Preparing "Like an Athlete" to Play Violin
Midori Goto is an internationally-renowned violinist and philanthropist. Born in Osaka, Japan, Midori began studying violin with her mother at a very young age, and made her debut with the New York Philharmonic at the age of 11. Her violin is the 1734 Guarnerius del Gesu "ex-Huberman," which is on lifetime loan to her from the Hayashibara Foundation. Since 1992, Midori has balanced touring and performing with humanitarian work. She has founded four community engagement organizations—Midori & Friends, Partners in Performance, Orchestra Residencies Program, and Music Sharing—and in 2007 she was named a U.N. Messenger of Peace. She currently lives in Los Angeles.
Question: How do you prepare physically and mentally before a performance?
Midoro Goto: I'm always very conscious of having to warm up correctly. In a way, it's very much like an athlete, we warm up. We warm up our bodies so that the body can be relaxed, to take on the stress or the pressures of the performance. And it's the same thing also in practice. It is very much physical, to a certain extent, when we play our instrument. I don't particularly work out or lift weights or try to build muscles or anything like that, but I'm very careful about making sure that I'm very relaxed and there is, you know, there is no unnecessary tension or tension locked in, in the arms or in the body because it also affects the sound.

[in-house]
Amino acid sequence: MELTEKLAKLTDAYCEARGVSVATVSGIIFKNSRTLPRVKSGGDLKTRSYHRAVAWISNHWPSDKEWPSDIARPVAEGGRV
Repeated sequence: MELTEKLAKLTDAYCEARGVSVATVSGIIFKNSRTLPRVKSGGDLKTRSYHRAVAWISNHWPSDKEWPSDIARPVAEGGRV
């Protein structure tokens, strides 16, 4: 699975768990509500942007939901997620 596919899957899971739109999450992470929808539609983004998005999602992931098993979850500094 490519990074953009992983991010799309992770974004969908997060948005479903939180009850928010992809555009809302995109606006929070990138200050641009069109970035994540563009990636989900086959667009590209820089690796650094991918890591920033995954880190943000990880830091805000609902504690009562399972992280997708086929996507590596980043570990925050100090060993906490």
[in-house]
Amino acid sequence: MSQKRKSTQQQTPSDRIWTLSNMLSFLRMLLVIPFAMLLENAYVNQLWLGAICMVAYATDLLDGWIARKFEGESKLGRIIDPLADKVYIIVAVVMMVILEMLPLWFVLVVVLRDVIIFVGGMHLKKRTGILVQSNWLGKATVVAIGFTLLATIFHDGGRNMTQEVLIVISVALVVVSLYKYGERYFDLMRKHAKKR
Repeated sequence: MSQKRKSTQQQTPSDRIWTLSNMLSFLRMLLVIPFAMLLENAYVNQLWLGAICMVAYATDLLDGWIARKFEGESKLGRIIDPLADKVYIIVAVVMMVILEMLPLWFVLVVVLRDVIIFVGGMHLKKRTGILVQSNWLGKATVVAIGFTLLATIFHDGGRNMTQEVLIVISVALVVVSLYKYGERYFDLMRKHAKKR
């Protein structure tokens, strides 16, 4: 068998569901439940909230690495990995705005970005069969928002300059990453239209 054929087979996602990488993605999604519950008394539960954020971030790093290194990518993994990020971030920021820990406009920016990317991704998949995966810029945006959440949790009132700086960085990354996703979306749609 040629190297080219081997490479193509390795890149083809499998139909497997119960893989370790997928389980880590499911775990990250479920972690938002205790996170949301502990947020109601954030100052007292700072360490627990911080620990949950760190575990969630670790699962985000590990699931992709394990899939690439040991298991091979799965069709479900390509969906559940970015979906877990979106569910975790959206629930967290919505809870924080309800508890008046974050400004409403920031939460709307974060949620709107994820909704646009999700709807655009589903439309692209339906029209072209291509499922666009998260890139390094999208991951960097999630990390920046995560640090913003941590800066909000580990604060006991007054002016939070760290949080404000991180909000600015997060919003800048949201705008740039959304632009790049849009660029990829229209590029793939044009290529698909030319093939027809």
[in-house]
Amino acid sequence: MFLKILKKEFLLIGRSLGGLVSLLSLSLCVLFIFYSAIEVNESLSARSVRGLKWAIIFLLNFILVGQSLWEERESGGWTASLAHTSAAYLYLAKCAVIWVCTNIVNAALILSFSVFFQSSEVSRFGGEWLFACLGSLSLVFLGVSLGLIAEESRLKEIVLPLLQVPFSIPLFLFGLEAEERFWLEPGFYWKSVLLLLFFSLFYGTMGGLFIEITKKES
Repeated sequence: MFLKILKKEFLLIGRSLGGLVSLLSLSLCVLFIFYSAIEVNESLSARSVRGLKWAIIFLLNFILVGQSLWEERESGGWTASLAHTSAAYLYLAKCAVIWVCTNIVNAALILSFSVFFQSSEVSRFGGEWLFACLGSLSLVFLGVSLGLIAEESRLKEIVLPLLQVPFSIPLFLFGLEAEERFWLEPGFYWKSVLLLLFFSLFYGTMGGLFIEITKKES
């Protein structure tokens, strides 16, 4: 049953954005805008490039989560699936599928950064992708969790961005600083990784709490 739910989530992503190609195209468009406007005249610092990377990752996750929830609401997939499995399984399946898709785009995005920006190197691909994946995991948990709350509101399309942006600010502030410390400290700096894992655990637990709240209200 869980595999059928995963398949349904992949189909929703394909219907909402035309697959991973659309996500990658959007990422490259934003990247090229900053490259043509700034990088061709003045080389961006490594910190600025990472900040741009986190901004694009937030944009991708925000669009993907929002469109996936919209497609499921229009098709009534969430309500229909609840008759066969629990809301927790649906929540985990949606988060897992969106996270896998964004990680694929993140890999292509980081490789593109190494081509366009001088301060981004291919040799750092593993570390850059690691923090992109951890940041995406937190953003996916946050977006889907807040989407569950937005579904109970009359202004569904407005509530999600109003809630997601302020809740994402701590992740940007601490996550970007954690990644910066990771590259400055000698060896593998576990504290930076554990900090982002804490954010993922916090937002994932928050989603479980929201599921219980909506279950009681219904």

Question: Do you get nervous?
Midoro Goto: I think that before a performance, I think I try to concentrate, I don't get nervous at this point, but I'm always very eager to go on, to play, very excited to go on stage. But I also don't think of it as something particularly ultra-special. Just, you know, it's something—I think one of the reasons why I keep myself so calm is because I don't hype it up to be something so extraordinarily special, but I'm there to do what I like, I'm there to explore the music. And that makes it much more calm, say than, you know, hyping myself to think, "Wow, you know, I get to play in front of a large audience and this is a big concert and I have to do X, Y, and Z." Rather than that, every concert for me is important. But then also, that it's something that I don't particularly think as being almost, I don't think of it as, sort of a, you know, life or death situation. I take it as it comes. I am of course very well prepared, hopefully, for most of the concerts. But psychologically, I try not to make it feel so, so, so special.
Question: What is your mental state like while you perform?
Midoro Goto: I think that it's a form of, at least for me, extreme concentration. I don't particularly say that I go into a trance, but I'm concentrating on the music so much that it is very difficult to distract me, which in a way is a little bit trance-like, some people might say. But I think that the concentration, the focus is so strong, so pointed, that it's not possible for me to be distracted so easily or to be startled and I listen, I think it's hard to describe what the thoughts are, but, you know, so many things happen, or so many things should happen, you know, it's a lot of multi-tasking when one performs, but very difficult to explain verbally what this experience is like.
Recorded July 9, 2010
Interviewed by Max Miller
Midori Goto doesn’t lift weights or try to build muscle but she is "very conscious of having to warm up correctly" in order to handle the physical and mental strain of performance.
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